Then you have the problem of enthusiastic amateur breeders who unknowingly propagage flaws, be the in conformation or temperament. Firstly, with new breeds, bloodlines are scarce. Secondly, there is a lack of a good eye for a good horse. On the other hand, many starry-eyed enthusiasts have been indoctrinated by pretty pictures and fabled tales of the prowess of horses from breed X in some faraway country and in a faraway time. It's not even necessary to doubt those tales. There have always been extraordinary horses, extraordinary horsemen and and extraordinary circumstances, which lead to amazing feats. What pains me is when I see enthusiastic but unknowing people go horse shopping and get talked into buying horses which are sub-standard A) as a horse and B) as a representative of breed X. I have even seen people look at flaws in some breeds which were marketed as desirable breed characteristics. For example, very flexy pasterns, very long backs, very upright shoulders and legs etc. And here again, we have the experienced horseman walk past and scratch his head when he hears the enthusiast expound the qualities of an exotic horse which is evidently not suitable for normal riding use. And that exotic horse cost an awful lot of money.

Some people will get all excited over horse colours, overlooking obvious flaws in conformation and temperament, just to get that oh-so-fabulous colour. Some people get all hooked up on fancy pedigrees, on blue ribbons or whatever.

Basically, the proof of a good horse is it's ability to perform the job it was bred for. So a saddle horse should give his rider many years of comfortable rides, be it chasing cows, chasing foxes, jumping jumps, taking the kids to pony club or going out on the trails. No matter how exotic the breed, no matter what the special characteristics, the rules of good, robust conformation and excellent temperament should never be violated. I think it's possible to have breed typical horses of ANY breed without making compromises on those general rules.

So let's say, as a breeder, I've done my best to breed horses like that. Sure, like all breeders, whether they admit it or not, I have produced horses that I considered to be below standard. However, they weren't sold for top dollar to unsuspecting newcomers. Some made acceptable pleasure horses, some ended up performing a useful function by helping roses grow. But I have produced a number of horses over the years which are really nice. Breed typical. Well put together, and moving well as a result. Nice and companionable and cooperative. Nicer than many horses I was shown when I went out looking for breeding prospect over the years. I guess I feel I had some success if the horses I breed are better than what I started with. But what a lot of searching, planning, working and waiting has gone into that!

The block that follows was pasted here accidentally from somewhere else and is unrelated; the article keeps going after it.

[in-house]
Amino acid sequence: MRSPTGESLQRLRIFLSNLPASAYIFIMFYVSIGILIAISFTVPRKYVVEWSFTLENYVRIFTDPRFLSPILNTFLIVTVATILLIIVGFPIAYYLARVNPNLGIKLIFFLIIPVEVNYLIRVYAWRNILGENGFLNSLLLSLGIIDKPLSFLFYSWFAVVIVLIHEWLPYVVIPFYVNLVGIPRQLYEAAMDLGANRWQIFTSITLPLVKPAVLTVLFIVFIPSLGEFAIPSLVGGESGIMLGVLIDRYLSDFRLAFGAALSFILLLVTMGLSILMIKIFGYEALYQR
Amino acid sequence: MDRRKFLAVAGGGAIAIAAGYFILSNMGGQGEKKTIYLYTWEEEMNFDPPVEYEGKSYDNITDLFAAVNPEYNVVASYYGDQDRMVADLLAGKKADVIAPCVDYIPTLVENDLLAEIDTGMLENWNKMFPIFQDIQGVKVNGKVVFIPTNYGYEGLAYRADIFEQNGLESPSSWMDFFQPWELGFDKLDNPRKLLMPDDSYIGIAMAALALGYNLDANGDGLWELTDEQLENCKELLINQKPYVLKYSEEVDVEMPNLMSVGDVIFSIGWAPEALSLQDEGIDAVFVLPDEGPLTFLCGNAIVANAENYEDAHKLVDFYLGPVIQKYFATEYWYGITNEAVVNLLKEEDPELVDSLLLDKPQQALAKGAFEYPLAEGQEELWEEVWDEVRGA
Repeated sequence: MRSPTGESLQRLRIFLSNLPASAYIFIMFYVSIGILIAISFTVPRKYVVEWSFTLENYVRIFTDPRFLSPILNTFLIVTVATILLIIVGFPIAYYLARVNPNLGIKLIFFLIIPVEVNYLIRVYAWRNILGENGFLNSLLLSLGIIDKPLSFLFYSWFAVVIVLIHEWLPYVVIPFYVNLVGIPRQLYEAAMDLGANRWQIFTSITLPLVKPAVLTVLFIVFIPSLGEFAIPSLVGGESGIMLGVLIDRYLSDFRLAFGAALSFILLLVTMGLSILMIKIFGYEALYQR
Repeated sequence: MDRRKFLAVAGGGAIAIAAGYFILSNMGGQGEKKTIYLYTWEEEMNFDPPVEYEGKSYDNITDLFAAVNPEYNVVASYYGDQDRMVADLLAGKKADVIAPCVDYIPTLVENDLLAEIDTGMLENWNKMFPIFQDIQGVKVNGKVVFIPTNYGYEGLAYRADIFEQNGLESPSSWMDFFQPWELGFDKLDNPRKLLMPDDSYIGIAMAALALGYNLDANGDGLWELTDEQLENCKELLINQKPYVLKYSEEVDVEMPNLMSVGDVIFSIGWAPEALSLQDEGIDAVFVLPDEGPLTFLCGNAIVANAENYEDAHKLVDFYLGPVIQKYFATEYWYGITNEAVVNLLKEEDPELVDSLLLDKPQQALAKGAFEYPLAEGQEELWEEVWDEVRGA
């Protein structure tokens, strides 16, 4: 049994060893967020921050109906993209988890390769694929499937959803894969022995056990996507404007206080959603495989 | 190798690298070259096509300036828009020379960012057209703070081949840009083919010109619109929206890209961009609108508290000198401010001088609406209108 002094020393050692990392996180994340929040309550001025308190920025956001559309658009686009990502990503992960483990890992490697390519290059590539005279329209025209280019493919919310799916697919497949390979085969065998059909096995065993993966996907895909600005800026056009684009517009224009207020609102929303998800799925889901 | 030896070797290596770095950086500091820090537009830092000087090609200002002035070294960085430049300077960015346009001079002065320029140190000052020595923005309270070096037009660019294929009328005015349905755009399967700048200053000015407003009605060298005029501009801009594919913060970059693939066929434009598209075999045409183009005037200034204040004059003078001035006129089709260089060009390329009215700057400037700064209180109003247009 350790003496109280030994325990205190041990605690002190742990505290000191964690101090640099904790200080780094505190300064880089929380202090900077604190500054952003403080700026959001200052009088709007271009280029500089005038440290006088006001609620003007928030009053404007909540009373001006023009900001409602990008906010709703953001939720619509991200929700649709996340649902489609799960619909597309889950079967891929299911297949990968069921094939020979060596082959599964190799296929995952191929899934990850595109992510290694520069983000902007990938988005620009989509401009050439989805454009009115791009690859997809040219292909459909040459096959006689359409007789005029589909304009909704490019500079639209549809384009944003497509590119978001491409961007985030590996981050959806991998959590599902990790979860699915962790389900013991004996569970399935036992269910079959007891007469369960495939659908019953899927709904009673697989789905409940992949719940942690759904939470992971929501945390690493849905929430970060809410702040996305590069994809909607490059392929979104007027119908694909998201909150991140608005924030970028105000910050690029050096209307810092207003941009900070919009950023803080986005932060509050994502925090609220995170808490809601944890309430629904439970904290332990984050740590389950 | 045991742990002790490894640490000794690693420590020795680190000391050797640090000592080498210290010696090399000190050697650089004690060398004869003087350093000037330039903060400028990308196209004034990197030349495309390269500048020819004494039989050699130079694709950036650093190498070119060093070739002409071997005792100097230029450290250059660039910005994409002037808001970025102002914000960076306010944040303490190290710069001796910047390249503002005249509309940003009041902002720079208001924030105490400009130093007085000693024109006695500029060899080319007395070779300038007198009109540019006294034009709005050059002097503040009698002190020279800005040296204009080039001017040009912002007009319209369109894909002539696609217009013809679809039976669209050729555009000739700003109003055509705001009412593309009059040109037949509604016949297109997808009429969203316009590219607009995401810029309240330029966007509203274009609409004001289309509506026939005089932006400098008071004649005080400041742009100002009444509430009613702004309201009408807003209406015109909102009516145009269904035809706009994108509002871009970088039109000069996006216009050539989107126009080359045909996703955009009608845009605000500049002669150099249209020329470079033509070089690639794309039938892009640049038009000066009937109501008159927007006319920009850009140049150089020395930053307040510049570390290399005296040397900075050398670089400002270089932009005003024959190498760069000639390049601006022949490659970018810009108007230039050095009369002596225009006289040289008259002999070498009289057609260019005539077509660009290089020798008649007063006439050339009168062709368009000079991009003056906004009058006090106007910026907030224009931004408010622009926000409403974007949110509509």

After 15 years, I am going to give up on Saddlebreds. Not because I don't like them. I really do like them. I really do think that they would make excellent mounts for people in nearly all equestrian sports and recreational persuits. But that breed has been hampered by a lot of bad press, the image of being a crazy show horse, lousy marketing, lack of exposure and the antics of some of the breeders. Add to that the effects of the Equine Influenza a couple of years back, several droughts in parts of Australia and the recent enomic downturn which is affecting most of us, and you have a virtually non-existent market.

So I'm sad. So much work, so much hope, so much enthusiasm... But let's look at the bright side. So many lessons learned, so many nice horses which are enjoyed by their owners. So many nice people I met.

I'm going to keep one, maybe even two. Just for old time's sake. And I'm not giving up on horses. Oh no. I will continue breeding and training and riding, even if on a much smaller scale. But I'm going to focus solely on gaited horses. It's my great love, my specialty. And I like the Pasos. And yes, I think there is a bit of a market for these horses. Things might be quiet now, but they will pick up. So many people are wanting comfortable riding horses, to go trailriding and enjoy themselves. What better way is there than a Paso?

So I'm sad, but I'm also happy. And on that note... Sadness be gone!!

Friday, June 18, 2010

two steps forward, one step back

It's a bit lik a dance. Working with young horses, that is.

We had another classic case of two steps forward, one step back recently. One day, the young mare has a breakthrough. There had been some trust issues and some problems with her not wanting to see me out of her right eye. Then she is ok with that. Not just tolerating it, she is ok. I can stand and walk on her off side, I can lean over, jump up and down and be a clown on her off side. All great. We finish the session on a great note and are over the moon with how she's going.

Two days later, different story. She's not keen on coming, in fact, she plays hard to get. Which is back to square one in that department. One of the reasons she is here is to address the hard to catch issue, and we had been making good progress in that area. She is also spooking at stuff that was fine a few days ago. And when on the lunge, she gets upset, starts running and reefs away.

Sigh. BIG sigh.